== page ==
The UK government has been strongly criticised for cutting the active travel budget by over 50% in the latest spending review. According to The Guardian, this amounts to a real term cut of £380m. The funding is intended to upgrade and maintain walking and cycling routes and encourage fewer car journeys. 

Disability rights campaigners have criticised the move, pointing out that disabled people disproportionately rely on well-maintained off-road routes to travel by wheelchair or mobility scooter. They claim that the cuts will result in fewer journeys by disabled people, impacting on their health and the contribution that they make to society. 

Mikey Erhardt, Policy and Campaigns Officer at Disability Rights UK said: “Seeing the government turn its back on active travel in the UK is incredibly disappointing. These cuts represent a deprioritisation of the right of Disabled people to live independent, fulfilling lives.”

He added: “Disabled people are less likely to drive than non-disabled people, and for many, the current state of affairs leaves us trapped or afraid of the dangers of travelling in the ways that suit us. We hope the government decides against its recent course of action.”

Besides the immediate disadvantage to users of mobility vehicles, campaigners point out that the cuts will have a detrimental effect on the long term health of the wider population. Making it easier for people to walk or cycle rather than drive improves rates of physical activity and also reduces pollution by taking cars off the road.

The charity Sustrans, who campaign for safer walking, wheeling, and cycling routes, have also heavily criticised the cuts. A statement commented: “It is heartbreaking to see vital active travel budgets wiped away in England, at the exact time when they are most essential to UK economic, social and environmental prospects.”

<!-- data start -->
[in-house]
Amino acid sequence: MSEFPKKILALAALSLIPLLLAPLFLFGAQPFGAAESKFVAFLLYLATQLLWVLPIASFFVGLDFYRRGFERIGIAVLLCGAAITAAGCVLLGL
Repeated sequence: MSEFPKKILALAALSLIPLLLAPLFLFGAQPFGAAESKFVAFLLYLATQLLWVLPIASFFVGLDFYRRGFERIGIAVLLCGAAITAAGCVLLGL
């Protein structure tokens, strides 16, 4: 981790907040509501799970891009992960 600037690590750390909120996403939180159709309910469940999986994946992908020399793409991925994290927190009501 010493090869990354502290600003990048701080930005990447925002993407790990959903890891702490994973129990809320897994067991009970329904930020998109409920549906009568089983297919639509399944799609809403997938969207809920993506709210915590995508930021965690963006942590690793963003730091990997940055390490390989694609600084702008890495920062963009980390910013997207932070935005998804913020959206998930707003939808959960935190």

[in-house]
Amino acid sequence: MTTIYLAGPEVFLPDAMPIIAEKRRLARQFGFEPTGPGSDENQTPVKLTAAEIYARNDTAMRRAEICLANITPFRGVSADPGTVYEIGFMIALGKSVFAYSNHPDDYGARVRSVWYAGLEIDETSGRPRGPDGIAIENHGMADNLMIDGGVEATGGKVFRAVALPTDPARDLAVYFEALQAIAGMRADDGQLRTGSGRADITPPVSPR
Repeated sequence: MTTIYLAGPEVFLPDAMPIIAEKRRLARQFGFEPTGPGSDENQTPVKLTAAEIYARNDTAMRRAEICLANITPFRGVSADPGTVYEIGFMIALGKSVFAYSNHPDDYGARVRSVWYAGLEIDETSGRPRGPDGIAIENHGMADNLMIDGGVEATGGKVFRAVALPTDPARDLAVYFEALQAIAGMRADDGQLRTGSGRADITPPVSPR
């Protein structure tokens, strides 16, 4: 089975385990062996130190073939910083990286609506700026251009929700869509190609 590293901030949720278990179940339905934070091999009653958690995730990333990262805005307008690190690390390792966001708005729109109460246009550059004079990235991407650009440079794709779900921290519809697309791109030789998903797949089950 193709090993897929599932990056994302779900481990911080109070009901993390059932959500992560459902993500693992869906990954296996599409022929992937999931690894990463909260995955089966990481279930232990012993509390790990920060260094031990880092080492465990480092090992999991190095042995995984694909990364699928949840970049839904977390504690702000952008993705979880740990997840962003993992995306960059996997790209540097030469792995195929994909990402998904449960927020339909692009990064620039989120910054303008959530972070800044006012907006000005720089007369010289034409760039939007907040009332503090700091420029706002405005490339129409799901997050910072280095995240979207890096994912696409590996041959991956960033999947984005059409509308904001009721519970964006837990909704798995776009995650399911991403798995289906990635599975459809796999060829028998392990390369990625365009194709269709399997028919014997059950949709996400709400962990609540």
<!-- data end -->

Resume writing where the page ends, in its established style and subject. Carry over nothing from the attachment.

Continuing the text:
It continued: “It simply doesn’t make sense to withdraw investment in active travel at this time, particularly as it contributed £36.5 billion to the UK economy in 2021.” 

“Representing a two-thirds cut to promised capital investment in safe infrastructure for walking, wheeling and cycling, these cuts are a backward move for active travel and will counteract the tremendous progress we’ve seen in recent years.”

“These cuts will leave England lagging far behind other UK nations and London, at a time when we need to be raising the bar everywhere. Promised Government targets of 50% of all journeys in English towns and cities being walked or cycled by 2030, and for the UK to be Net Zero by 2050, are made impossible by these cuts.”

People with restricted mobility already face many obstacles when it comes to getting around safely. Common problems include pavements blocked by street furniture or parked cars, poorly maintained paths, obstructive gateways and a lack of step-free access. 

Furthermore, cuts to public transport budgets in recent years mean that there are fewer staff available to assist disabled people when boarding or disembarking from trains at railway stations, or to assist them with the use of platform lifts.

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